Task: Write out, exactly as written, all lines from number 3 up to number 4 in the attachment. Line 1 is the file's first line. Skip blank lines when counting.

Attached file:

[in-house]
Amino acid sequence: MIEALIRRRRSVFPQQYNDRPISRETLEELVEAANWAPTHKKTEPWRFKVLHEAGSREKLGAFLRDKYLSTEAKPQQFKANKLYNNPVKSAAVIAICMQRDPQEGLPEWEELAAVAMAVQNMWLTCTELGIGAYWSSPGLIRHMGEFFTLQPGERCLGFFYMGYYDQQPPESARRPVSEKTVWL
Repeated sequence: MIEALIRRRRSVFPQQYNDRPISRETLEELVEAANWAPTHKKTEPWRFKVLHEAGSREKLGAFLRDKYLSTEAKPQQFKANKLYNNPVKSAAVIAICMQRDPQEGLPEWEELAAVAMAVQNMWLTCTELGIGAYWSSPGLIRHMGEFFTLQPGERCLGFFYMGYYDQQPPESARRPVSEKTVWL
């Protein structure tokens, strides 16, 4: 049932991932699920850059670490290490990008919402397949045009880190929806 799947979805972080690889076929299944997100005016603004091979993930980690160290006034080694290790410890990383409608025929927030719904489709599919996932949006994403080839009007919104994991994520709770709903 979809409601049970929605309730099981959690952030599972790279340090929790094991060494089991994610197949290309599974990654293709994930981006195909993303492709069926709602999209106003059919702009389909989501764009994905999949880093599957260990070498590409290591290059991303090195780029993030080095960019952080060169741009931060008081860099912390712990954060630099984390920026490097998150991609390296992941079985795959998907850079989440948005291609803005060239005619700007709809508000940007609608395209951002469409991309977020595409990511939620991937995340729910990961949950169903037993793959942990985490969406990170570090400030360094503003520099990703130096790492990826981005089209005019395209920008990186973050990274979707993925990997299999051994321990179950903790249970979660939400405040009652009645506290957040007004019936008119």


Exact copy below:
Repeated sequence: MIEALIRRRRSVFPQQYNDRPISRETLEELVEAANWAPTHKKTEPWRFKVLHEAGSREKLGAFLRDKYLSTEAKPQQFKANKLYNNPVKSAAVIAICMQRDPQEGLPEWEELAAVAMAVQNMWLTCTELGIGAYWSSPGLIRHMGEFFTLQPGERCLGFFYMGYYDQQPPESARRPVSEKTVWL
């Protein structure tokens, strides 16, 4: 049932991932699920850059670490290490990008919402397949045009880190929806 799947979805972080690889076929299944997100005016603004091979993930980690160290006034080694290790410890990383409608025929927030719904489709599919996932949006994403080839009007919104994991994520709770709903 979809409601049970929605309730099981959690952030599972790279340090929790094991060494089991994610197949290309599974990654293709994930981006195909993303492709069926709602999209106003059919702009389909989501764009994905999949880093599957260990070498590409290591290059991303090195780029993030080095960019952080060169741009931060008081860099912390712990954060630099984390920026490097998150991609390296992941079985795959998907850079989440948005291609803005060239005619700007709809508000940007609608395209951002469409991309977020595409990511939620991937995340729910990961949950169903037993793959942990985490969406990170570090400030360094503003520099990703130096790492990826981005089209005019395209920008990186973050990274979707993925990997299999051994321990179950903790249970979660939400405040009652009645506290957040007004019936008119």